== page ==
“The thunder and lightning crash so hard around my home it knocks paintings from the wall and tchotchkes to the floor. A wall of rain smashes down so thick I can’t see the road just metres from my front door, nor the community pool out back. I wait for the inevitable sound of sirens that follow these epic peals of skyscape fury — the majority of my town’s residents are elderly retirees; someone once had a heart attack from the noise. As the wind wails, altering the direction of the wall of water this way and that, I imagine this is what it feels like to be in a meteor storm in outer space, frightened and alone. I wait for the power to cut out as it would in Asia, but it never does. This is America, after all. And while I might have experienced ferocious typhoons in Thailand and savage monsoons in Sri Lanka, all those storms combined pale when compared to Florida’s minor tropical furies. I wonder if I’ll ever get used to these terrifying and magnificent displays of nature.” For Panorama: The Journal of Intelligent Travel, December 2016.
“These (white) individuals believe I owe them explanations of who I am so they will know where and how to file my brown presence with a suitable label, thereby establishing my validity as an American. These (white) individuals believe it’s their right to put their hands on me because I am different from. Ultimately, these these are questions of (white) entitlement over people of color’s bodies, because it’s never brown or black people who ask invasive questions or cross physical boundaries. They probably have it happen often enough to understand how degrading and humiliating it is to have someone treat you like a zoo or sideshow exhibit.” For Wear Your Voice Mag, November 2016.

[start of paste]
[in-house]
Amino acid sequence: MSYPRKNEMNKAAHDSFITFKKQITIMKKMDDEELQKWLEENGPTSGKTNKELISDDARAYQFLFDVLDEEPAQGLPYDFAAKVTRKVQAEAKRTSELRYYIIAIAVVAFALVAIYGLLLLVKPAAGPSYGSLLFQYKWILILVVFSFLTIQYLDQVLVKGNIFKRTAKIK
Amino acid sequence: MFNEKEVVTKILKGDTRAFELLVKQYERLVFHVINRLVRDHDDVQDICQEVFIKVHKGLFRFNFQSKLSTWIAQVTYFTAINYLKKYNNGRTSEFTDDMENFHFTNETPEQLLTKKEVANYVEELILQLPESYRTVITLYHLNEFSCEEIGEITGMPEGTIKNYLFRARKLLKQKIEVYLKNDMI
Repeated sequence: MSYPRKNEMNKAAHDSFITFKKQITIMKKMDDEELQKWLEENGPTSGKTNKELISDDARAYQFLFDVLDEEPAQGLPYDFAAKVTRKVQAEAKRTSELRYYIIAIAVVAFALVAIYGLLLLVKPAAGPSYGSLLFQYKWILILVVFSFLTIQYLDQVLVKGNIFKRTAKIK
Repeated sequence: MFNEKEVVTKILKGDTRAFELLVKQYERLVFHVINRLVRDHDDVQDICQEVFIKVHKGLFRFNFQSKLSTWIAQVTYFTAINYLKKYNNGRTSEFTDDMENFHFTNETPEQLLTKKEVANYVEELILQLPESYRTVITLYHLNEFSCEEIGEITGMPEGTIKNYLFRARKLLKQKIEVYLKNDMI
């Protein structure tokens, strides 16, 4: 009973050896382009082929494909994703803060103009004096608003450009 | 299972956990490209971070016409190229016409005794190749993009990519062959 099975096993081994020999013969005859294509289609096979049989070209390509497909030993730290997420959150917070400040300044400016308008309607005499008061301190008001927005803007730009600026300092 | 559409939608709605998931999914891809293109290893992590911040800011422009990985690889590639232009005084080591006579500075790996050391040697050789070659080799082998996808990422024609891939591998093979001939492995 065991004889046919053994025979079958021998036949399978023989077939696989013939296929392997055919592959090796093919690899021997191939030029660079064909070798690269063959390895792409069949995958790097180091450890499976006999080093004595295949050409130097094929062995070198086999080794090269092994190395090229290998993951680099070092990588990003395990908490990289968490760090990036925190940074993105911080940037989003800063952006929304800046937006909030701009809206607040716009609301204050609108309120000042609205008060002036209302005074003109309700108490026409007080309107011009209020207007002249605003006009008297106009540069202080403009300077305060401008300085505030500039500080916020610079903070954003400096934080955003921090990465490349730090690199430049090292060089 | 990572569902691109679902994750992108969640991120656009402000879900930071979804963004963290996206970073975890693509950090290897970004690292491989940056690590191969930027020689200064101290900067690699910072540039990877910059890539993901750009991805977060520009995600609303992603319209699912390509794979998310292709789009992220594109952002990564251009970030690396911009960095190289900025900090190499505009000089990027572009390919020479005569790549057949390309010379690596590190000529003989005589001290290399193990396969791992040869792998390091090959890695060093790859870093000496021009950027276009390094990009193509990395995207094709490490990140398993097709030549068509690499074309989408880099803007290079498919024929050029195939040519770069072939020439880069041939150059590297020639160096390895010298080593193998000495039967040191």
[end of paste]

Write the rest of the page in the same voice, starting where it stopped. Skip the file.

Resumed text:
“As 2016 continues to steamroll our tired hearts, I can’t help but see yesterday’s passing of beloved, iconic Canadian poet-minstrel Leonard Cohen as yet another thread unraveling from the very fabric of society. I can see Uncle Leonard in the corner of a dive bar, clouded in smoke, a notebook and pen on the table in front of him next to a tumbler of whiskey, nodding along with me, his eyes sad but ever hopeful.” For Wear Your Voice Mag, November 2016.
“Learning that people of color like me who have supported your work for almost 30 years don’t exist to you, don’t interest you and aren’t relevant to you is something beyond my comprehension. And that you’ve felt this way since you were a child makes me feel sick to my stomach for having idolized you and your art.” For Wear Your Voice Mag, October 2016.
“After the Stanford rape survivor released her powerful and detailed victim impact statement, I was inspired to write my own open letter in which I discussed my experiences with sexual and partner violence. In the months since my “coming out” as a survivor — a decision that I did not make or take lightly — I’ve been actively reflecting on my myriad emotions and identifying distinct stages to the process. As with the five stages of grief, this isn’t a linear evolution; I found myself cycling through some of these stages multiple times before the emotion passed. Here’s what to expect.” For Wear Your Voice Mag, October 2016.